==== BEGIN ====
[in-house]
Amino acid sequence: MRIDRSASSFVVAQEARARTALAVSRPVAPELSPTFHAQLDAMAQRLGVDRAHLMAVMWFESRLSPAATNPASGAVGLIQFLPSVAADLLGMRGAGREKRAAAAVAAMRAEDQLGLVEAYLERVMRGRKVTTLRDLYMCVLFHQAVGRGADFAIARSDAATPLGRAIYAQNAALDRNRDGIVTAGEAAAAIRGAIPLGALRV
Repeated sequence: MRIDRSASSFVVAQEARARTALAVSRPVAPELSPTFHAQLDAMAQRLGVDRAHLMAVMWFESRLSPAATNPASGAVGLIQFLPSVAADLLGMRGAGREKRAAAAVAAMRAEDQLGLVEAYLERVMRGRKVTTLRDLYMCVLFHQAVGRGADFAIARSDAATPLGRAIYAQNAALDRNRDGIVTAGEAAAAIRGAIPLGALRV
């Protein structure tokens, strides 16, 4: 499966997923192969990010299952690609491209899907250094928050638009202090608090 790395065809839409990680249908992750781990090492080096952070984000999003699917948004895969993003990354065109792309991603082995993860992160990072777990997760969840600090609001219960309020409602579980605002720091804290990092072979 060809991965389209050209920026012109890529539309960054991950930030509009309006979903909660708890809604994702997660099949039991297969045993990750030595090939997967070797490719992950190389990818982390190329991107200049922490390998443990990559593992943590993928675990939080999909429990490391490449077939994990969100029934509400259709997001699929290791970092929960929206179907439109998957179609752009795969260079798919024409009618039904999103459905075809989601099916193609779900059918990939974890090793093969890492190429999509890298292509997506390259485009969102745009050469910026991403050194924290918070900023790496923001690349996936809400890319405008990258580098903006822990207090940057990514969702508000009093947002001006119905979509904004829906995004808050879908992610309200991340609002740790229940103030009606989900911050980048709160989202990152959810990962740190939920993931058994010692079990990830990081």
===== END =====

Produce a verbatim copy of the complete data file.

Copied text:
[in-house]
Amino acid sequence: MRIDRSASSFVVAQEARARTALAVSRPVAPELSPTFHAQLDAMAQRLGVDRAHLMAVMWFESRLSPAATNPASGAVGLIQFLPSVAADLLGMRGAGREKRAAAAVAAMRAEDQLGLVEAYLERVMRGRKVTTLRDLYMCVLFHQAVGRGADFAIARSDAATPLGRAIYAQNAALDRNRDGIVTAGEAAAAIRGAIPLGALRV
Repeated sequence: MRIDRSASSFVVAQEARARTALAVSRPVAPELSPTFHAQLDAMAQRLGVDRAHLMAVMWFESRLSPAATNPASGAVGLIQFLPSVAADLLGMRGAGREKRAAAAVAAMRAEDQLGLVEAYLERVMRGRKVTTLRDLYMCVLFHQAVGRGADFAIARSDAATPLGRAIYAQNAALDRNRDGIVTAGEAAAAIRGAIPLGALRV
């Protein structure tokens, strides 16, 4: 499966997923192969990010299952690609491209899907250094928050638009202090608090 790395065809839409990680249908992750781990090492080096952070984000999003699917948004895969993003990354065109792309991603082995993860992160990072777990997760969840600090609001219960309020409602579980605002720091804290990092072979 060809991965389209050209920026012109890529539309960054991950930030509009309006979903909660708890809604994702997660099949039991297969045993990750030595090939997967070797490719992950190389990818982390190329991107200049922490390998443990990559593992943590993928675990939080999909429990490391490449077939994990969100029934509400259709997001699929290791970092929960929206179907439109998957179609752009795969260079798919024409009618039904999103459905075809989601099916193609779900059918990939974890090793093969890492190429999509890298292509997506390259485009969102745009050469910026991403050194924290918070900023790496923001690349996936809400890319405008990258580098903006822990207090940057990514969702508000009093947002001006119905979509904004829906995004808050879908992610309200991340609002740790229940103030009606989900911050980048709160989202990152959810990962740190939920993931058994010692079990990830990081």